The Sainsbury Laboratory and John Innes Centre went online with the first so-called RNA-sequence data on the fungus that triggered the disease epidemic.
The team hopes experts from around the globe will tap into the site and start to analyse data immediately to speed up the process of discovery. They also want to stimulate live peer review of analysis to produce more accurate findings more quickly.
This form of online teamwork was used to brainstorm expertise during last year’s E. coli epidemic in Germany. The system attributes and tracks work from scientists, who normally withhold sequence data until further analysis and formal publication.
"Bringing together knowledge and data through technologically-oriented social media is one of the most vital steps in beginning to understand this outbreak," said Sainsbury Laboratory scientist Dr Dan MacLean.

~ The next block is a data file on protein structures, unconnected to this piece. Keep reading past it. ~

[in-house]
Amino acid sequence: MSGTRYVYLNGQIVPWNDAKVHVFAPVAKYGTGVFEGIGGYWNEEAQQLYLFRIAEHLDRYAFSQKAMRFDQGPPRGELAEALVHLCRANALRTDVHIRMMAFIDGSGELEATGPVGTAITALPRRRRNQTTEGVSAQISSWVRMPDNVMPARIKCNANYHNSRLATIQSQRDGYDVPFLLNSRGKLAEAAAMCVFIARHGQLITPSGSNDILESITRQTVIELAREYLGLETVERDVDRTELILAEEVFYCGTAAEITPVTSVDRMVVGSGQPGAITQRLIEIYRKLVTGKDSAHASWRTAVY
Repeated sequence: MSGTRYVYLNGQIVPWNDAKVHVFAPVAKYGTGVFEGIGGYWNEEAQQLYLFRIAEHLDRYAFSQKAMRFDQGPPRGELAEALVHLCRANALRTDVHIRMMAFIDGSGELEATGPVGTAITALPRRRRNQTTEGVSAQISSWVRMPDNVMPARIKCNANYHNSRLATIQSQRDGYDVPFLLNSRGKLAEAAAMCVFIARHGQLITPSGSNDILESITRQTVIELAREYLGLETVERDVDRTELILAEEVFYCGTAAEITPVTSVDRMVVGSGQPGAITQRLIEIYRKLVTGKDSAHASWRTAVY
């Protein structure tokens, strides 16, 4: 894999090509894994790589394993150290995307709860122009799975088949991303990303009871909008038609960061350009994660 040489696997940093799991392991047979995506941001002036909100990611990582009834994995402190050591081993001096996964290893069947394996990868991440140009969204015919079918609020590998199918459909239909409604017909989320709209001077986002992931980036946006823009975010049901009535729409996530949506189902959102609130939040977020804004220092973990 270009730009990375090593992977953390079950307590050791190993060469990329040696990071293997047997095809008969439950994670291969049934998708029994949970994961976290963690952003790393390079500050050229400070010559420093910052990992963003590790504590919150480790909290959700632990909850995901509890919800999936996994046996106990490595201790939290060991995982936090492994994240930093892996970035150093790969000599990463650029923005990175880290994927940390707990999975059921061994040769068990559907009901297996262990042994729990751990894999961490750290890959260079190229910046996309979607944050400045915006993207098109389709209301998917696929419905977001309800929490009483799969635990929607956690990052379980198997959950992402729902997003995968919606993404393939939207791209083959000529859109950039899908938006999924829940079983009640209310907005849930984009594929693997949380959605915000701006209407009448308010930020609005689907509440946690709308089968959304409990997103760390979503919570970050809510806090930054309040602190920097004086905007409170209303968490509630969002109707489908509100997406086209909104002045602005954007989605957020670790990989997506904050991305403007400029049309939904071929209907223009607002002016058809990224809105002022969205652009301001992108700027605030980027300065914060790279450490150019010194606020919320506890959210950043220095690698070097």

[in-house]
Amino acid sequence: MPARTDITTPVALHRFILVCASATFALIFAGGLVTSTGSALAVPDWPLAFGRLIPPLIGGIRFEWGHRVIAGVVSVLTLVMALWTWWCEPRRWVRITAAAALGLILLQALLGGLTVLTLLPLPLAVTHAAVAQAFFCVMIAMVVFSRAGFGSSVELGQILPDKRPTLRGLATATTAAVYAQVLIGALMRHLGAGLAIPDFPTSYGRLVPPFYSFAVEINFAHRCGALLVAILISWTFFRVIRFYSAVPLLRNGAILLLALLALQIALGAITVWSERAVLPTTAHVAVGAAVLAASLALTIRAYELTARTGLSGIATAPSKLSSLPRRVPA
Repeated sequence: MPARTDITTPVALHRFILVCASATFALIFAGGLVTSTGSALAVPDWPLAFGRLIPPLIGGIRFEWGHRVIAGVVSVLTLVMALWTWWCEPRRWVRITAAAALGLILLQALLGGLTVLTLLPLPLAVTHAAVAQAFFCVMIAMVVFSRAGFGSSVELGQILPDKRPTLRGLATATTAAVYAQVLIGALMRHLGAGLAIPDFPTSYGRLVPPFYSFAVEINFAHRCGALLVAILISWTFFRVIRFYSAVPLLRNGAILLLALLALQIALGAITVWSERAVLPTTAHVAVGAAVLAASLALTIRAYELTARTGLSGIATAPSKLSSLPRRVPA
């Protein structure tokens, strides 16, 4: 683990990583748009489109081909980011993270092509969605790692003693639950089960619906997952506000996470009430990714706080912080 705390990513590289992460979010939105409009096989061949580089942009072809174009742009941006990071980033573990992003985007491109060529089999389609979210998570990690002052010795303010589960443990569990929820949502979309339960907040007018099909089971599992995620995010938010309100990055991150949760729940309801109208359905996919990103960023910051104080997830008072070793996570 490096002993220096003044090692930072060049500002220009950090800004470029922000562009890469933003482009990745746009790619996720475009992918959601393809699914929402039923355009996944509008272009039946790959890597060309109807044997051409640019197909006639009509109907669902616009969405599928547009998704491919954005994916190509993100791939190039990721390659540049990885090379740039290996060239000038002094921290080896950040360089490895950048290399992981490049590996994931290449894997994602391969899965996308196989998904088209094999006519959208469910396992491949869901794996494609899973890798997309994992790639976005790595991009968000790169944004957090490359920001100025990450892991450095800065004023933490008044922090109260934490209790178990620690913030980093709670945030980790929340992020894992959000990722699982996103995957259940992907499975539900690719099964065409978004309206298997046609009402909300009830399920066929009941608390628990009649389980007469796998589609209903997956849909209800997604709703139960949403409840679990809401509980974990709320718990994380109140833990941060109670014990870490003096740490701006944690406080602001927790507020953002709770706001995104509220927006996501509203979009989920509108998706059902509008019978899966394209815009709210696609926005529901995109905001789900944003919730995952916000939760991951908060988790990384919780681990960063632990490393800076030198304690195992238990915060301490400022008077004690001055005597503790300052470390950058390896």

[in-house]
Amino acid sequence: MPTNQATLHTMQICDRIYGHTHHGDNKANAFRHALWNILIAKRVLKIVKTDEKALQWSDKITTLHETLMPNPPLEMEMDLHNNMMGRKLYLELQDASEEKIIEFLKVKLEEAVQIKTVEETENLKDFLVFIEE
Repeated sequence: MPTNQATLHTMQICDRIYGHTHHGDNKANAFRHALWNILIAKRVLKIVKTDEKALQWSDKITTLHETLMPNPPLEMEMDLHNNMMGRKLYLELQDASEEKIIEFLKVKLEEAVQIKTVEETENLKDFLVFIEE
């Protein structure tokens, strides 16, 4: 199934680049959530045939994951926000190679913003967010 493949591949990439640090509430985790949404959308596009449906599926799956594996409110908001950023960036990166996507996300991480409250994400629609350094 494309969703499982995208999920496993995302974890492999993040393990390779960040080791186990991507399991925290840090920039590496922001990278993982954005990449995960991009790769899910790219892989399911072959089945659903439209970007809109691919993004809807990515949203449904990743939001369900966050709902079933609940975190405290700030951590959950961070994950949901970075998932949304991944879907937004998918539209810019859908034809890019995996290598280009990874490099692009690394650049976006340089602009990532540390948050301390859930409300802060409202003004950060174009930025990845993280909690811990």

Lab head Professor Sophien Kamoun said: "The tiny amount of data we have so far is already suggesting interesting insights and we want others to start poring over it straight away."
The team took cuttings of infected ash in Ashwellthorpe wood in Norfolk, where the fungus was first identified in the natural environment in the UK. They sampled pith from the twig, extracted Ribonucleic acid, called RNA and sequenced it.
Scientists want counterparts from around the world to match it against existing sequences to find out pinpoint how the fungus causes disease, where it originated from, how it spread to the UK and how different strains are related.